Immunization with subunit human immunodeficiency virus vaccine generates stronger T helper cell immunity than natural infection

Mario Clerici, Carol O. Tacket, Charles S. Via, Daniel R. Lucey, Satish C. Muluk, Robert A. Zajac, R. Neal Boswell, Jay A. Berzofsky, Gene M. Shearer

Research output: Contribution to journalArticlepeer-review

Abstract

Healthy, human immunodeficiency virus seronegative (HIV-) volunteers were multiply immunized with a recombinant gp160 (rgp160) candidate acquired immunodeficiency syndrome (AIDS) vaccine. Peripheral blood lymphocytes from volunteers immunized with 40 μg or with 80 μg (two volunteers per group) of rgp160, as well as from control donors, were tested for T helper (Th) cell function either prior to immunization, 8 to 12 months after the third immunization, or 2 to 5 months after the fourth immunization. The Th cell functional tests included antigen-induced in vitro interleukin 2 (IL 2) production and proliferation in response to influenza A virus (FLU) and to four synthetic peptides of HIV gp120 and gp160, previously demonstrated to be recognized by T cells from HIV naturally infected patients. Our results demonstrate the following: (a) immunization of HIV- individuals with rgp160 results in IL 2 production and T cell proliferation in response to HIV determinants; (b) boosting with rgp160 enhances Th function; (c) HIV-specific Th function is up to 100-fold greater in the multiply immunized volunteers than that observed in asymptomatic, HIV-infected individuals; and (d) multiple immunization with rgp160 does not impair Th, function to a non-HIV antigen such as influenza A virus. These results indicate that immunization of uninfected individuals with an HIV subunit vaccine results in much stronger Th, cell immunity than does natural infection and suggests that vaccination against HIV may be possible.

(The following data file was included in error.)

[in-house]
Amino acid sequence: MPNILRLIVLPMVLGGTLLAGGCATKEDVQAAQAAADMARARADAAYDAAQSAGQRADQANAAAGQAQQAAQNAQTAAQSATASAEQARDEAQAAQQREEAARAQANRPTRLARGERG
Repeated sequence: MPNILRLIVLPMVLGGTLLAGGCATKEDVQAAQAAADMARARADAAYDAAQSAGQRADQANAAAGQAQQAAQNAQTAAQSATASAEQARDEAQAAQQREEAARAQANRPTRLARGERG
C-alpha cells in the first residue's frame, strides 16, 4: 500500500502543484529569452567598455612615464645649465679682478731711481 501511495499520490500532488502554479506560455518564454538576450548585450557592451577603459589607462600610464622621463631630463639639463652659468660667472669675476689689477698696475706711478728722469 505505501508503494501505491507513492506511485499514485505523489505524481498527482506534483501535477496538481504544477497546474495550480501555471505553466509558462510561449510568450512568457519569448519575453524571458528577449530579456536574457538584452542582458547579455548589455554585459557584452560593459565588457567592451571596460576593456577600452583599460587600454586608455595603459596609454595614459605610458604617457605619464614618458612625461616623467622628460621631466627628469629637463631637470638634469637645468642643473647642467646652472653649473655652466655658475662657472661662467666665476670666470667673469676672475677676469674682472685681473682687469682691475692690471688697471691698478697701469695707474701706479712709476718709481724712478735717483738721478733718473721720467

Original languageEnglish
Pages (from-to)1345-1349
Number of pages5
JournalEuropean Journal of Immunology
Volume21
Issue number6
Publication statusPublished - Jun 1991

ASJC Scopus subject areas

  • Immunology

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